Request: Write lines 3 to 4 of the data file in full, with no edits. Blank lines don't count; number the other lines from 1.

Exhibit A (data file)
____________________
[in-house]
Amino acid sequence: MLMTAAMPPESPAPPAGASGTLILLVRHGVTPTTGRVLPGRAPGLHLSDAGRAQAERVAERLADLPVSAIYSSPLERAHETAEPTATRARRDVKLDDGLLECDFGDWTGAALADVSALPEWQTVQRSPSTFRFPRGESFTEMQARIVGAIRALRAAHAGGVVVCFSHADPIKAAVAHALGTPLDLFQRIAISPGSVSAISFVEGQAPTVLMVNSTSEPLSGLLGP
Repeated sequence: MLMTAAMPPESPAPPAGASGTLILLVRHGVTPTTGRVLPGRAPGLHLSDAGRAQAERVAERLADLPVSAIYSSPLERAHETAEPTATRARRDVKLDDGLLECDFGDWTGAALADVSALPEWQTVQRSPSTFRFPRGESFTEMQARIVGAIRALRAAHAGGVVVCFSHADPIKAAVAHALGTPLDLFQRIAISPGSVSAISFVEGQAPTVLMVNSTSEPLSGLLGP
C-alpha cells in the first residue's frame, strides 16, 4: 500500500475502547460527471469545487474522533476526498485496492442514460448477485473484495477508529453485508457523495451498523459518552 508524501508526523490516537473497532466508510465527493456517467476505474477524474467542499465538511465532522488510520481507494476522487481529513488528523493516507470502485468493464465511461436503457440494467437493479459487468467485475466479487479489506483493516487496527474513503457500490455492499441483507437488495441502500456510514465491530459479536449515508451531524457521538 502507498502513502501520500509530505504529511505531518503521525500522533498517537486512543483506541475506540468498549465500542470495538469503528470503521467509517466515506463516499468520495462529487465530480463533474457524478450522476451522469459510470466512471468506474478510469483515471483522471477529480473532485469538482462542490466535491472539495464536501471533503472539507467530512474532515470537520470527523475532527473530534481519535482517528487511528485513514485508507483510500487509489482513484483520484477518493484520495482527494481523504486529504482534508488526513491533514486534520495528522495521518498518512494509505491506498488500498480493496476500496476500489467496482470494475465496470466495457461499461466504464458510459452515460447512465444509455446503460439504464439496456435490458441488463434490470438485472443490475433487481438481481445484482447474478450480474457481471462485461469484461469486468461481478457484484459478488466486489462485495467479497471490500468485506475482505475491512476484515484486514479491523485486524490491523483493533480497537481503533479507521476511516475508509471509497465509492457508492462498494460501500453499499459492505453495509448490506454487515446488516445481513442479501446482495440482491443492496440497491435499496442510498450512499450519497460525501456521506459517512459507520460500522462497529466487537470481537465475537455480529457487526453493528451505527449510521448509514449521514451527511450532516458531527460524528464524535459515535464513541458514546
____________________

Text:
Repeated sequence: MLMTAAMPPESPAPPAGASGTLILLVRHGVTPTTGRVLPGRAPGLHLSDAGRAQAERVAERLADLPVSAIYSSPLERAHETAEPTATRARRDVKLDDGLLECDFGDWTGAALADVSALPEWQTVQRSPSTFRFPRGESFTEMQARIVGAIRALRAAHAGGVVVCFSHADPIKAAVAHALGTPLDLFQRIAISPGSVSAISFVEGQAPTVLMVNSTSEPLSGLLGP
C-alpha cells in the first residue's frame, strides 16, 4: 500500500475502547460527471469545487474522533476526498485496492442514460448477485473484495477508529453485508457523495451498523459518552 508524501508526523490516537473497532466508510465527493456517467476505474477524474467542499465538511465532522488510520481507494476522487481529513488528523493516507470502485468493464465511461436503457440494467437493479459487468467485475466479487479489506483493516487496527474513503457500490455492499441483507437488495441502500456510514465491530459479536449515508451531524457521538 502507498502513502501520500509530505504529511505531518503521525500522533498517537486512543483506541475506540468498549465500542470495538469503528470503521467509517466515506463516499468520495462529487465530480463533474457524478450522476451522469459510470466512471468506474478510469483515471483522471477529480473532485469538482462542490466535491472539495464536501471533503472539507467530512474532515470537520470527523475532527473530534481519535482517528487511528485513514485508507483510500487509489482513484483520484477518493484520495482527494481523504486529504482534508488526513491533514486534520495528522495521518498518512494509505491506498488500498480493496476500496476500489467496482470494475465496470466495457461499461466504464458510459452515460447512465444509455446503460439504464439496456435490458441488463434490470438485472443490475433487481438481481445484482447474478450480474457481471462485461469484461469486468461481478457484484459478488466486489462485495467479497471490500468485506475482505475491512476484515484486514479491523485486524490491523483493533480497537481503533479507521476511516475508509471509497465509492457508492462498494460501500453499499459492505453495509448490506454487515446488516445481513442479501446482495440482491443492496440497491435499496442510498450512499450519497460525501456521506459517512459507520460500522462497529466487537470481537465475537455480529457487526453493528451505527449510521448509514449521514451527511450532516458531527460524528464524535459515535464513541458514546